Treatment for mood disorders (depression and bipolar disorder) usually includes talk therapy, medication and support from people who understand. Sometimes people do not respond to traditional treatments or need additional help managing symptoms. Today many researchers are focusing their attention on technology to develop new, more effective treatments. These treatments may help people who have trouble finding relief with medication.
Looking At Where We’ve Been To Understand Where We’re Going
Scientists believe that depression and bipolar disorder are caused by an imbalance of brain chemicals, called neurotransmitters. Medications used to treat mood disorders work to change brain chemistry and correct this imbalance.
In the 1930s, researchers discovered that applying a small amount of electrical current to the brain caused small seizures that changed brain chemistry. Over the years, much has been done to make this form of treatment, Electroconvulsive Therapy (ECT), milder and easier for patients to tolerate. ECT is used to treat about 100,000 patients with depression each year. It is very effective in treating severe depression. However, there can be side effects such as confusion and memory loss. The procedure must be performed in a hospital with general anesthesia.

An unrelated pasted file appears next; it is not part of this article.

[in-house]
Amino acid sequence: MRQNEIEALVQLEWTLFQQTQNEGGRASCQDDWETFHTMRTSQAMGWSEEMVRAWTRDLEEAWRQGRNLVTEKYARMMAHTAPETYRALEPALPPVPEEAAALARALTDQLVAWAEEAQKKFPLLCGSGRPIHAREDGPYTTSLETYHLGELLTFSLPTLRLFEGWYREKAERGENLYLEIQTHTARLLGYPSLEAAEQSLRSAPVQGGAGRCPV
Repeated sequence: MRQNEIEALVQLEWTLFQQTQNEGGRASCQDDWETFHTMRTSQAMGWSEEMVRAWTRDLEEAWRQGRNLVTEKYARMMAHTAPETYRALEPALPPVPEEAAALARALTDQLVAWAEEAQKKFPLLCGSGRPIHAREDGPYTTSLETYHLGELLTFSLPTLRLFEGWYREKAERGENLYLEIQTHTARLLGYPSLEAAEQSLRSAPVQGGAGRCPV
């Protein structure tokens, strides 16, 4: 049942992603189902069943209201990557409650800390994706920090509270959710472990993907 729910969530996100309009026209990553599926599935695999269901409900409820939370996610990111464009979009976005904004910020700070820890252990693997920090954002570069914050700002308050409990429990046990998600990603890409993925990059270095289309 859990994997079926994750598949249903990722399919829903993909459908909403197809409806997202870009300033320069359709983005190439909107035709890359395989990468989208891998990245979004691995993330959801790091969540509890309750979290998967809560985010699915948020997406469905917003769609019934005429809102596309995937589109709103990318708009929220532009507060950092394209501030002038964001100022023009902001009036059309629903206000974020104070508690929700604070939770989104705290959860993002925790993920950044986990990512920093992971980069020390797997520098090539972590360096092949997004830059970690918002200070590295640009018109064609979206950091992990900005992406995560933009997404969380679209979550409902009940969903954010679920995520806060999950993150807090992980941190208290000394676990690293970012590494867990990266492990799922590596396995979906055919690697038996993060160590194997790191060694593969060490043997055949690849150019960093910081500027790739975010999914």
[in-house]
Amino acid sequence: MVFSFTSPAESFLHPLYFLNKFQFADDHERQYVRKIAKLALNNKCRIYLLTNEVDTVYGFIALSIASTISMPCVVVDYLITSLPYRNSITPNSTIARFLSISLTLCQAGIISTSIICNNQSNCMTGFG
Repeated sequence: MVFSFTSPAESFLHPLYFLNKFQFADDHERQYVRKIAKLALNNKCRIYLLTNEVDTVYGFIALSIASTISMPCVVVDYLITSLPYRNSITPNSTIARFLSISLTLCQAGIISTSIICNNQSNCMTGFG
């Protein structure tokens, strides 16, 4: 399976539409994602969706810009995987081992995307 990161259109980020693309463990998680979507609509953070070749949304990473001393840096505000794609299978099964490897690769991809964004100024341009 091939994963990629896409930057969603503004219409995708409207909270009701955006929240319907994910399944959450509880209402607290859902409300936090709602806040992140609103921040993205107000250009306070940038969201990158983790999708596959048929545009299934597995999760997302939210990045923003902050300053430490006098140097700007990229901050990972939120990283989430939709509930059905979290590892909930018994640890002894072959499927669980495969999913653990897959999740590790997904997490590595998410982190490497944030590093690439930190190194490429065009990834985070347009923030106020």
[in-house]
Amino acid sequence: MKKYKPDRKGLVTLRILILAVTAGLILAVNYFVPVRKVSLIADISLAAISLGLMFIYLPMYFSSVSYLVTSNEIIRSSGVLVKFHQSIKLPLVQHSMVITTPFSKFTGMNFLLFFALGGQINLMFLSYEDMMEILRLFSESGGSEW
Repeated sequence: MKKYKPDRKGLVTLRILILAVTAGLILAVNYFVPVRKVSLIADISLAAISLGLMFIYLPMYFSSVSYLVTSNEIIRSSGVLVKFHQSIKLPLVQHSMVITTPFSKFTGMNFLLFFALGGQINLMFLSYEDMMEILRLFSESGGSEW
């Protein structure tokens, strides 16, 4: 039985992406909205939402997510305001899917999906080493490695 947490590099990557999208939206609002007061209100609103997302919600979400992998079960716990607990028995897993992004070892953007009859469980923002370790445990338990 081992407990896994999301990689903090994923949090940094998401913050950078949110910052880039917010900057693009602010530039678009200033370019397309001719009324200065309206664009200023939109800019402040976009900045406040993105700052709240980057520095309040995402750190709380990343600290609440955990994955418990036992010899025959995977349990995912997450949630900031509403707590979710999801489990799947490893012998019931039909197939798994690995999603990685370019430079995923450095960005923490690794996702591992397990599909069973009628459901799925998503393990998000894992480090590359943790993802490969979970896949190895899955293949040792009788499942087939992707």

This concept of altering brain function and chemistry with external stimulation has led to the development of several new technologies, which are now being tested to determine their safety and effectiveness in treating depression. Most of the work has focused on treating depression or the depressive phase of bipolar disorder.
Transcranial Magnetic Stimulation (TMS)
One procedure under investigation is Transcranial Magnetic Stimulation (TMS). TMS was first developed in 1985 and has been studied for as a treatment for mental illness since 1995. In TMS therapy, a special electromagnet delivers short bursts of energy to stimulate nerve cells in the brain. Research studies have shown this treatment has the beneficial results of altering brain chemistry and relieving depression. Studies have shown TMS to be as effective in relieving symptoms as antidepressant medication, and it is generally free of the side effects.